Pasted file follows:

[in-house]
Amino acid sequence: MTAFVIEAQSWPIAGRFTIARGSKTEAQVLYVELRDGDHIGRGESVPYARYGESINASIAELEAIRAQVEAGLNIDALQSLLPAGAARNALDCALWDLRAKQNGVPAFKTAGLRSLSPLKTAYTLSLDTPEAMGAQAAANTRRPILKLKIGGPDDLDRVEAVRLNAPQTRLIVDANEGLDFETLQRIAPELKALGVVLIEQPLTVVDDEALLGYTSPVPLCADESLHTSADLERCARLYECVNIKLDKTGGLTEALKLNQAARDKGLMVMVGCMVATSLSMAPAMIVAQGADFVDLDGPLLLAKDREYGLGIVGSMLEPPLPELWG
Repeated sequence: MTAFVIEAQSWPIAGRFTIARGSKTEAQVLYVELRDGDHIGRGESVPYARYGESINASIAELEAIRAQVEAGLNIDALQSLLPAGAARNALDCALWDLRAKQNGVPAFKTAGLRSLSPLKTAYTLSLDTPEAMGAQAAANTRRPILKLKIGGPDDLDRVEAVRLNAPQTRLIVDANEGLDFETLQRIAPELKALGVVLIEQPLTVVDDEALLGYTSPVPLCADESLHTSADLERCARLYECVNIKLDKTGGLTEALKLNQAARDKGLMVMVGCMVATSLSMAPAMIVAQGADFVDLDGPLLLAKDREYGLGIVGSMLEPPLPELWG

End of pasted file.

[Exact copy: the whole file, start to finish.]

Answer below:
[in-house]
Amino acid sequence: MTAFVIEAQSWPIAGRFTIARGSKTEAQVLYVELRDGDHIGRGESVPYARYGESINASIAELEAIRAQVEAGLNIDALQSLLPAGAARNALDCALWDLRAKQNGVPAFKTAGLRSLSPLKTAYTLSLDTPEAMGAQAAANTRRPILKLKIGGPDDLDRVEAVRLNAPQTRLIVDANEGLDFETLQRIAPELKALGVVLIEQPLTVVDDEALLGYTSPVPLCADESLHTSADLERCARLYECVNIKLDKTGGLTEALKLNQAARDKGLMVMVGCMVATSLSMAPAMIVAQGADFVDLDGPLLLAKDREYGLGIVGSMLEPPLPELWG
Repeated sequence: MTAFVIEAQSWPIAGRFTIARGSKTEAQVLYVELRDGDHIGRGESVPYARYGESINASIAELEAIRAQVEAGLNIDALQSLLPAGAARNALDCALWDLRAKQNGVPAFKTAGLRSLSPLKTAYTLSLDTPEAMGAQAAANTRRPILKLKIGGPDDLDRVEAVRLNAPQTRLIVDANEGLDFETLQRIAPELKALGVVLIEQPLTVVDDEALLGYTSPVPLCADESLHTSADLERCARLYECVNIKLDKTGGLTEALKLNQAARDKGLMVMVGCMVATSLSMAPAMIVAQGADFVDLDGPLLLAKDREYGLGIVGSMLEPPLPELWG